• You can adjust as necessar once you get going.
    • Publish a work, tell people. Publish again.
    • Don’t take yourself too seriously. This should be fun.
  • USE THESE:
    • Wordpress
    • Cheap cameras and flip cams
    • Simple audio/video tools
    • Twitter
    • Facebook
  • How?
    • Building 50 cups.
    • There was a pottery class. The instructor split the group into two parts. He told the first group that they would be judged entirely on the quality of one piece. he told the second group that they would be judged entirely on the quantity of output. If they made 50 bowls, they would get an A.
      • The first group labored over making a bowl. They were so petrified of screwing it up, they made lousy bowls.
      • The second group made so many bowls, so many flopped, and they learned from their successes, and in the end they produced the best bowls.
    • You don’t want to be the person who almost launched that one website.
  • Questions
    • Q: How do you get traffic to your site?
      • It varies: for Paleo, I use Adwords. the money i spend brings in more money, it’s a profit. For unthirsty, we got great organic search results: no one else has a blog post on “Vancouver Chiles Happy Hour”.
    • Q: How is it different for things that deliver a social value?
      • Paleo has a huge community: they are people who have decided to be healthy in a particular way. They’re friends think they are crazy, so they get a lot of value from the community. on the other, it’s harder to form a community around unthirsty, because there’s no social value to bring a drunk.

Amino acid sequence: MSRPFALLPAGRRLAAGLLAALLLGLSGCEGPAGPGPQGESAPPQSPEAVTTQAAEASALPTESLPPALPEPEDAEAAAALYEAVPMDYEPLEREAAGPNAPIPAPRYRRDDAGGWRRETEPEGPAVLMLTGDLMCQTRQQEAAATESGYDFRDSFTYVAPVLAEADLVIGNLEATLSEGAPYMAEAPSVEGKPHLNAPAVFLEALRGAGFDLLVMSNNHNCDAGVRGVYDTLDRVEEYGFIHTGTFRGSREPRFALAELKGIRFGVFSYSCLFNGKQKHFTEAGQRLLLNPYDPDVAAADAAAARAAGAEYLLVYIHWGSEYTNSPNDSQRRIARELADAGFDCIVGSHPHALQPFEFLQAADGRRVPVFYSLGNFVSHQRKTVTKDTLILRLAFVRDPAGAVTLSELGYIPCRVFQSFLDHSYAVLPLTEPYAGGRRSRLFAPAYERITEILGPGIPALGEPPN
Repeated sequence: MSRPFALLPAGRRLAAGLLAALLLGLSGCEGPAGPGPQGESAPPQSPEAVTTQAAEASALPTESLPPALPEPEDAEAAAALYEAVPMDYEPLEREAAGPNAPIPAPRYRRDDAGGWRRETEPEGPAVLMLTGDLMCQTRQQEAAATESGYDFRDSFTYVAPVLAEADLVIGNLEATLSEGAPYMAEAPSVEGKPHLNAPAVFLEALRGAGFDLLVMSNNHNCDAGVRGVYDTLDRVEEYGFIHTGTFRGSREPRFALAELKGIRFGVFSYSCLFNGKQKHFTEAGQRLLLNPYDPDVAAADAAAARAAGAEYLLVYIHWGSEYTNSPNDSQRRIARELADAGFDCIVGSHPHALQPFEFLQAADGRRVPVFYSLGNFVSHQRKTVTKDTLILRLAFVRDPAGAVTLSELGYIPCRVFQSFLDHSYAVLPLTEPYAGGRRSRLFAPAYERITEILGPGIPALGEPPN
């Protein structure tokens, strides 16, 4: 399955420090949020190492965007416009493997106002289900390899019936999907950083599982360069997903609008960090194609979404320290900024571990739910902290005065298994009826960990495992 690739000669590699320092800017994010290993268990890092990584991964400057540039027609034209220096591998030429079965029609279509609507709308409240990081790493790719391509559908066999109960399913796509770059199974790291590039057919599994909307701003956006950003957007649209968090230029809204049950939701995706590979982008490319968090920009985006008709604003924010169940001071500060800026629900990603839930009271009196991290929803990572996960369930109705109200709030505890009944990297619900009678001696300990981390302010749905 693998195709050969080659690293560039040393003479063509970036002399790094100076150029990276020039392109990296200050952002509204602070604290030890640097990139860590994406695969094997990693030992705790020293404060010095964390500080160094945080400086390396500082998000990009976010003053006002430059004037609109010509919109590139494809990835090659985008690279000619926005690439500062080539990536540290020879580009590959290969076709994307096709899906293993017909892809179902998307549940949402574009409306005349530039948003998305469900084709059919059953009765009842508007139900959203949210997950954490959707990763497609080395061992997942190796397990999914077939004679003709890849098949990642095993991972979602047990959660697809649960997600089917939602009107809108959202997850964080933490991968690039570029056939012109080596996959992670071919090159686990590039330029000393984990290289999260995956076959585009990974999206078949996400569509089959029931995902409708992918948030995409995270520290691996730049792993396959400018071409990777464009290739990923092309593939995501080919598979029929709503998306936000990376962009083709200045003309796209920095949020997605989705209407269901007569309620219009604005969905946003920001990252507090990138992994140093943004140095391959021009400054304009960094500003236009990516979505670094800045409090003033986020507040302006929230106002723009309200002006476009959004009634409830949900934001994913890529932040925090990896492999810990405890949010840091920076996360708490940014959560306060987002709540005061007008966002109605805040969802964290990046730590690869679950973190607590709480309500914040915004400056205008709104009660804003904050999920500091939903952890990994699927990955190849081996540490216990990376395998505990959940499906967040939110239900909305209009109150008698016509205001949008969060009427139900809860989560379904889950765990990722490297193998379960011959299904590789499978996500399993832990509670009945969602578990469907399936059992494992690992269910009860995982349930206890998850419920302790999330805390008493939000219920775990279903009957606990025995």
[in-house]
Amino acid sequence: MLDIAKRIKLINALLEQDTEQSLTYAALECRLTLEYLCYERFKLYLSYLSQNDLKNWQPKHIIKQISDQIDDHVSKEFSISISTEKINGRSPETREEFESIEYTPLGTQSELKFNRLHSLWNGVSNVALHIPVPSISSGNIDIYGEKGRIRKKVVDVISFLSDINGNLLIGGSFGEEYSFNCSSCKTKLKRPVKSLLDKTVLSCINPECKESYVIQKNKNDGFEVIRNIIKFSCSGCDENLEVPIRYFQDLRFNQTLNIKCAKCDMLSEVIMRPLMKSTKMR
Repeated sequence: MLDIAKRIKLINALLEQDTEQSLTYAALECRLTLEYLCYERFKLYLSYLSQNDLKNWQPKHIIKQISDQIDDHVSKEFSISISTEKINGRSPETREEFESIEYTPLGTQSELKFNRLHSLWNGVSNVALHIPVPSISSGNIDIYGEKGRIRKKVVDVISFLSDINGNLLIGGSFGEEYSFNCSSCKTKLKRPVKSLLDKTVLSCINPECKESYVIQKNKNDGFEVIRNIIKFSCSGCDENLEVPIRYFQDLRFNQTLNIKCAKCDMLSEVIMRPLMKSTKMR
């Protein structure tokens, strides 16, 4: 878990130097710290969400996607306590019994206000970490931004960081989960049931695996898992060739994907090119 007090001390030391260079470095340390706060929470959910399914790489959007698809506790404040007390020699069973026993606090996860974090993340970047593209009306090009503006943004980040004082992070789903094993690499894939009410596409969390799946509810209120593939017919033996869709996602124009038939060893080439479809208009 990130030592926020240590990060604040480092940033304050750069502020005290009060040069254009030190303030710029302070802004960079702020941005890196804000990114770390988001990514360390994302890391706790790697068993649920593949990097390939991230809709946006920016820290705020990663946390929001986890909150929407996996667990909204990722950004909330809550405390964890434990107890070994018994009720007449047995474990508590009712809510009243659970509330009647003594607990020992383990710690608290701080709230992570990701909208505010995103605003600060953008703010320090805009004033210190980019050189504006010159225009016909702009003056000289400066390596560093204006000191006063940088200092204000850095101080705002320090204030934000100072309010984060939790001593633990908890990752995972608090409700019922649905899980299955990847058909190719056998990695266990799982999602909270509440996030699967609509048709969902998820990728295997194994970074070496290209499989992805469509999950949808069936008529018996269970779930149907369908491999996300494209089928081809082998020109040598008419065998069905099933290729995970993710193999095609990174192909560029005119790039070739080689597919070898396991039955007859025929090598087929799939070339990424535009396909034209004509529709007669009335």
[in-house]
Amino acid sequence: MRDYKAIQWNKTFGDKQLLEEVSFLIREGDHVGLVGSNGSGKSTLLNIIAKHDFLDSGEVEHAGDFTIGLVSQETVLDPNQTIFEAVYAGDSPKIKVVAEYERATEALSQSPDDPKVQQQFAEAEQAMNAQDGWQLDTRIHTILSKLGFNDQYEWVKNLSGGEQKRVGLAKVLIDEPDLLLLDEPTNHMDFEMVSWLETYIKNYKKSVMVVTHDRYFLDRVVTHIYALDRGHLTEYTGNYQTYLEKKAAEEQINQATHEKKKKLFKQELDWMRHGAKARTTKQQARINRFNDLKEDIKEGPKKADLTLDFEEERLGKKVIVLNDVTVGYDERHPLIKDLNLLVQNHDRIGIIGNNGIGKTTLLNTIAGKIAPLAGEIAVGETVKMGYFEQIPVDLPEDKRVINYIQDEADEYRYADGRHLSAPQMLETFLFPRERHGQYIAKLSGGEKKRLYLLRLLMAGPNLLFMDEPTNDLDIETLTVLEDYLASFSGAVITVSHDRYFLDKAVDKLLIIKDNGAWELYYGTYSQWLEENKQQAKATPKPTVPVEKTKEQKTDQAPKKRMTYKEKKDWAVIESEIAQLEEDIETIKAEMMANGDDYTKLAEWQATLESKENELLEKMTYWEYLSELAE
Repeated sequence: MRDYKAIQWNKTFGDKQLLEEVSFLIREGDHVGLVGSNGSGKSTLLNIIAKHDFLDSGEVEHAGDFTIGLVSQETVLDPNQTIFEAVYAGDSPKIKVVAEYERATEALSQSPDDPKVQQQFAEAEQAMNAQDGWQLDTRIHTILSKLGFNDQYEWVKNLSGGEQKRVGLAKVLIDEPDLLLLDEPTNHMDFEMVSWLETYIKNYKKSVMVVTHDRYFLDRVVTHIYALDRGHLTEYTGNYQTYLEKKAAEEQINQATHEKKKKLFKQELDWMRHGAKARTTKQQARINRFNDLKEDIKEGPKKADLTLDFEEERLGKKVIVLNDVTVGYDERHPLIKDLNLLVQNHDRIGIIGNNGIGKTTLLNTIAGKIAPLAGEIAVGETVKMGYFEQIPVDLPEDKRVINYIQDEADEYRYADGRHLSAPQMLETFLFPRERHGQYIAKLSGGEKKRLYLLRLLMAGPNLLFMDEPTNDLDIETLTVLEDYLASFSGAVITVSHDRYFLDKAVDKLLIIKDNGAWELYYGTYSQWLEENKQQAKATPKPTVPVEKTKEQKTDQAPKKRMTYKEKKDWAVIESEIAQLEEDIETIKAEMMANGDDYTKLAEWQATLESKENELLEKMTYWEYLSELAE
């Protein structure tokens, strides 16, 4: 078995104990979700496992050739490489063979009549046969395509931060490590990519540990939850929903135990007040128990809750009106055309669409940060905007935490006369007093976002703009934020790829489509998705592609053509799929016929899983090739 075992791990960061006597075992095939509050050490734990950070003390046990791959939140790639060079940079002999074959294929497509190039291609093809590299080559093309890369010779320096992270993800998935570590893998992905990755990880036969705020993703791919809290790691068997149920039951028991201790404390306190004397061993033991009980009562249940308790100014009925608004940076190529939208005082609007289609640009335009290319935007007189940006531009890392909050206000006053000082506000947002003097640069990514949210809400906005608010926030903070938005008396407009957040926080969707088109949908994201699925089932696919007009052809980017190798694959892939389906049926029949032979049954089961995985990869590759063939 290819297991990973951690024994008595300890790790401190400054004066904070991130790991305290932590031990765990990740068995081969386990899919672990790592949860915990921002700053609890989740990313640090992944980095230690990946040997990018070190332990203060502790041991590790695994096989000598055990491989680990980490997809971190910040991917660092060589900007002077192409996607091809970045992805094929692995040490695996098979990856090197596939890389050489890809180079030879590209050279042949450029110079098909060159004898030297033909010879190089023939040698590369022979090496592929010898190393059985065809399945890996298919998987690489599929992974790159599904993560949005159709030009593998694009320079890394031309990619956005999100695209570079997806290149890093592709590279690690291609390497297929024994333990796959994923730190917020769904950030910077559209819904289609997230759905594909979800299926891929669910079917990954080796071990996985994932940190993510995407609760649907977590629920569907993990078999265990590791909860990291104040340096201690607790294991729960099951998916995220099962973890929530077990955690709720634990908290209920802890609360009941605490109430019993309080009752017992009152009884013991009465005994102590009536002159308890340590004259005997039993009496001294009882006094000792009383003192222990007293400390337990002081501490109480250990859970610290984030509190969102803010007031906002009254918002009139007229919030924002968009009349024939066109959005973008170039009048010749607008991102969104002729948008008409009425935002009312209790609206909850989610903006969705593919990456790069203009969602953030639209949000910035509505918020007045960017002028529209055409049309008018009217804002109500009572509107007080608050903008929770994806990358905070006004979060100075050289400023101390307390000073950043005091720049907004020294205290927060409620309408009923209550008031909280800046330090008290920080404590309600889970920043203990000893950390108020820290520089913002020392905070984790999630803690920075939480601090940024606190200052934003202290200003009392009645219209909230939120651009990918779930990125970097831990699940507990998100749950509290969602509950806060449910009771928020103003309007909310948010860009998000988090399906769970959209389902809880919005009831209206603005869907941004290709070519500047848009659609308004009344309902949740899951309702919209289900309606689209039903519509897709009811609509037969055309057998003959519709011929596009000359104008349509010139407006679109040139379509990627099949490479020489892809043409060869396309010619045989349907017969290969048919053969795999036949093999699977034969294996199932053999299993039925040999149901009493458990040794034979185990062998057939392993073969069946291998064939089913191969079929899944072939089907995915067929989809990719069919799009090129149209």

• Are you catering to someone’s identity, and can you strengthen that by catering to it?
    • Q: You mentioned that your T-shirt thing didn’t work. Maybe we’re in the same place. Did you have any idea on what you would have wanted to do if you wanted to make it work?
      • The barrier to entry is so low to that market. Anyone can make, market, and sell it. So you have to find a novel way to sell it. There’s a white underwear, white sock, and white undershirt subscription service. It’s totally plain. But it’s sold in a novel way: you need these things replenished on a regular basis.
      • What about doing that for ink sales? Shouldn’t they just come to your office, house based on what you use?
      • Threadless shows customers wearing their t-shirts. That’s how they advertise. Is there some way to do that for printers? To tie in to the community of customers?
    • Q: something about advertising.
      • If I am selling something, like bacn or paleo plan, then there’s no advertising.
      • But for giving away information, then i do advertising.
      • People don’t want to see advertising for things they pay for.
      • Subscriptions are great because the money keeps coming in. Beats advertising. People just stay subscribed, even if they stop using the service.
      • Every person should get great customer experience, because they have friends.